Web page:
Bears miss playoffs for 6th time in 7 seasons

Uncertainty is following the Bears into the offseason.

There are 27 unrestricted free agents on Chicago’s roster. As

they cleaned out their lockers Monday, a day after their

season-ending loss at home to Green Bay, players considered the

possibility that there will be a lot of new faces around for coach

Marc Trestman’s second season.

”Every year every team is different,” tight end Martellus

Bennett said. ”It’s just part of the business. It’s almost like

every year at school you get new kids that come to your school.

That’s just how it is. This locker room will be totally

different.”

Signing quarterback Jay Cutler to a new contract easily ranks as

the biggest issue facing the Bears, but hardly the only important

one. Cutler led an offense that was second in NFL scoring with 445

points.

After Sunday’s game, Cutler said he hoped to return, but can

only let the negotiating unfold. He can be retained by the team

with a franchise tag, but general manager Phil Emery has said he

prefers not to use the tag because of the high cost.

After a career-best 89.2 passer rating, there’s little doubt

other offensive players want Cutler back after an 8-8 season.

”One thing I know about Chicago: It’s been a long time since we

had a quarterback like Jay Cutler,” wide receiver Brandon Marshall

said. ”Next year, if we pick up where we left off, we’ll be OK. I

think last year we were in the bottom of the barrel, as far as

statistically on offense, and this year we’re in the top 10.”

Perhaps as important as Cutler’s signing is how to restore a

defense that collapsed amid pressure from injuries that took away

starters Lance Briggs, Charles Tillman, D.J. Williams and Henry

Melton for big chunks of the season. Also lost to season-ending

injuries were nickel back Kelvin Hayden and defensive tackle Nate

Collins.

”We lost six starters,” said Williams. ”That’s over 50

percent of our defense. You lose two Pro Bowl, Hall of Fame guys

like Peanut (Tillman) and Lance, and lose two starting D-tackles,

we lost Kelvin. We lost me. It’s tough. But guys fought through

adversity and came together and did what they had to do.”

The injury-plagued defense finished last in the league against

the run and allowed a league-worst 5.3 yards per rush, half a yard

more than any other team.

The overall defensive decline has led to speculation about the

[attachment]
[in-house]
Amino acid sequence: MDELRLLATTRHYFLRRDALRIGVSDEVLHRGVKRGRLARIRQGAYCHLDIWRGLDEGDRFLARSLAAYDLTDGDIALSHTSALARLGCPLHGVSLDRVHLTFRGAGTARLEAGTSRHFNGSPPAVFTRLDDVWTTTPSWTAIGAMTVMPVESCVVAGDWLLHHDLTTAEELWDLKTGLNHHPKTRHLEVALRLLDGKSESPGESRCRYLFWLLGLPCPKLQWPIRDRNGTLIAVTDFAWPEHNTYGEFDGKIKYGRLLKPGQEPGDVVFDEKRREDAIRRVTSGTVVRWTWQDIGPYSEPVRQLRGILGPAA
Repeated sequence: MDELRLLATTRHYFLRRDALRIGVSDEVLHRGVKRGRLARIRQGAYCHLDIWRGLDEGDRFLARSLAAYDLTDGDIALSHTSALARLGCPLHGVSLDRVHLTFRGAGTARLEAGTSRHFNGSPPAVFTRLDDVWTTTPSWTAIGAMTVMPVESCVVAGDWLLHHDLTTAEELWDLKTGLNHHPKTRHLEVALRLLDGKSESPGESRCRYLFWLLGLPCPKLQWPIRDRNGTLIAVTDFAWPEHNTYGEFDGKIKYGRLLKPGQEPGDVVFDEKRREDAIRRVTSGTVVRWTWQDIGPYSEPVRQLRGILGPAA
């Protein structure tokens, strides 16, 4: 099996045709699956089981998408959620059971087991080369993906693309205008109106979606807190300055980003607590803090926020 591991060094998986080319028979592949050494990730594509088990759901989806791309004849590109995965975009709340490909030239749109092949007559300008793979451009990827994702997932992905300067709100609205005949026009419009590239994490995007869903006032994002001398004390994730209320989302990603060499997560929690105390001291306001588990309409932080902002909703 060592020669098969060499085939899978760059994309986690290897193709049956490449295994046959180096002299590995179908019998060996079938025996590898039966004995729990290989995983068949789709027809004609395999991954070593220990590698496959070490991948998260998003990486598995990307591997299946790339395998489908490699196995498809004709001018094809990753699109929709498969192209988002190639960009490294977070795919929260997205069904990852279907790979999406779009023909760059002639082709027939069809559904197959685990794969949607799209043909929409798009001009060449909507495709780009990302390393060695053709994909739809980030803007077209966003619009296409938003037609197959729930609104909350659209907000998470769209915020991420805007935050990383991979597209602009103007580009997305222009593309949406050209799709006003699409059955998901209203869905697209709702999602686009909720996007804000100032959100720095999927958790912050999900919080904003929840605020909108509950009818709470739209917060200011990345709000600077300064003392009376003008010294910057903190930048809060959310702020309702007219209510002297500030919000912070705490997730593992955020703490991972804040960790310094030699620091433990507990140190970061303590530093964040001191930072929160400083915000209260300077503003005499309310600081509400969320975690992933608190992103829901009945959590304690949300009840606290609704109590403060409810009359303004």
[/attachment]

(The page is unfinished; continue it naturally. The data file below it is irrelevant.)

future of defensive coordinator Mel Tucker. Players called such

talk unfair.

”I thought Mel did an exceptional job,” said Tillman, who was

lost for the final eight games with a torn pectoral muscle. ”I

think he did a really good job despite all the injuries we

had.”

Tillman, who is third in franchise history with 36

interceptions, will be 33 in February and is without a contract. He

said he hasn’t thought about retiring and wants to return.

”I think it’s the first time in my life that I’ve had to make

decisions like this,” he said. ”I’m not worried about it.

Whatever happens is going to happen. Whatever happens is going to

be for the good.”

Melton and cornerback Tim Jennings are the other two past Pro

Bowl players not under contract for next season besides Tillman.

Williams also is without a deal.

Veteran return man Devin Hester and 34-year-old center Roberto

Garza are free agents. Like all the defensive free agents, they

want to return to complete what they think was left unfinished by

Sunday’s defeat – the sixth time in seven years the Bears missed

the playoffs.

”You saw at times what we’re able to do and be able to finish

as one of the top offenses and being able to go out there and score

points,” Garza said. ”Obviously, we’ve got to continue to build

on that. It’s not good enough and we’ve got something really

special going on here.”

It’s possible others will leave for salary cap concerns, like

defensive end Julius Peppers. Others could be added.

Bennett would like to see the Bears get interested in trying to

sign his brother Michael, the Seattle Seahawks defensive end.

”Hopefully when that starts, I get to go upstairs and talk to

some people about that,” he said.